Fix it first : utilizing the seismic property analyzer and MMLS to develop guidelines for the use of polymer modified thin lift HMA vs. surface treatments.
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Fix it first : utilizing the seismic property analyzer and MMLS to develop guidelines for the use of polymer modified thin lift HMA vs. surface treatments.

Filetype[PDF-914.86 KB]

  • English

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    • Edition:
      Final report.
    • NTL Classification:
      NTL-HIGHWAY/ROAD TRANSPORTATION-Pavement Management and Performance
    • Abstract:
      The main objective of this study was to develop thin lift overlay mixtures with polymer modified asphalt for use in New England. As part of this

      research a comprehensive literature review and internet survey was conducted. Moreover, laboratory testing was conducted to develop thin lift Polymer

      Modified Asphalt (PMA) mixtures in an effort to evaluate their use for New England.

      It was attempted to use the Model Mobile Load Simulator (MMLS) to investigate the feasibility of using a non-destructive testing (Potable Seismic

      Property Analyzer) to evaluate the thin lift mixtures. However, after several attempts to compact the asphalt mixtures in the device, achieving target

      density was not attainable. Accordingly this thin lift mixture testing was replaced by dynamic modulus testing in the Asphalt Mixture Performance

      Tester and low temperature cracking using the Indirect Tensile Test (IDT).

      The survey conducted showed the method of selection for either a surface treatment or lift HMA overlay were decision trees, functional classification of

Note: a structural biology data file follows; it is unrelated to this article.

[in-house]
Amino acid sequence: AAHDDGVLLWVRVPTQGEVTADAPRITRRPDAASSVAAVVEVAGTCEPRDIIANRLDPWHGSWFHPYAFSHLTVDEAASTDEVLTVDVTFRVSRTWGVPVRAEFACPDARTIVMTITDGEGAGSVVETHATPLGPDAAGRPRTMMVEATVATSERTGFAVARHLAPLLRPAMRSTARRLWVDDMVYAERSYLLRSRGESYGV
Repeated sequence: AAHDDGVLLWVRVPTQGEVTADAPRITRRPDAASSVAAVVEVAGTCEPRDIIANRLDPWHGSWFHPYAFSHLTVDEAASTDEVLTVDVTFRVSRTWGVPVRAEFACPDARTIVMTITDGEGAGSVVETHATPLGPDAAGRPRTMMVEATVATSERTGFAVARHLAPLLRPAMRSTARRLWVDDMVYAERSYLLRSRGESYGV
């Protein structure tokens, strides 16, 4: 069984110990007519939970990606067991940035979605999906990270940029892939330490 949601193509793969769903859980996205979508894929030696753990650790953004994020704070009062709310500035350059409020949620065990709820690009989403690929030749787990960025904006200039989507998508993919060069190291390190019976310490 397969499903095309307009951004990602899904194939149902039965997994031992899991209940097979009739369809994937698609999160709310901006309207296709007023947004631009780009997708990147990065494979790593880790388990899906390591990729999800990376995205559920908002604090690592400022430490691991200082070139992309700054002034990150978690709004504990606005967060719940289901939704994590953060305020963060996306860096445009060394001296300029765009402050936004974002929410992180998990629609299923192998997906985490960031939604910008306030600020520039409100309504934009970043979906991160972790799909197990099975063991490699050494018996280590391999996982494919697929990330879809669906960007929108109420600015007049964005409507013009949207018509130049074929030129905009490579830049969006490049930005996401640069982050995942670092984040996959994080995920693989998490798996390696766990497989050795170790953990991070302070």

the roadway, existing pavement condition, experience and treatment cost. Moreover, the majority of respondents did not have a methodology to select

      the appropriate time to apply a strategy. Based on the survey, transportation agencies utilized PMA to reduced cracking, reduce rutting, reduce thermal

      cracking, and extended pavement life. No disadvantages of using polymer modified asphalt were noted.

      Thin lift mixtures were developed with five modified binders and one conventional binder for comparison purposes. The laboratory data indicated that

      the low temperature performance grade of the binders were warmer than the low temperature cracking of the mixtures predicted using IDT

      measurements. This indicates that the use of the PMA did not increase the low temperature susceptibility of the mixtures tested. Therefore, PMA could

      be utilized for thin lift mixtures placed in the New England region.

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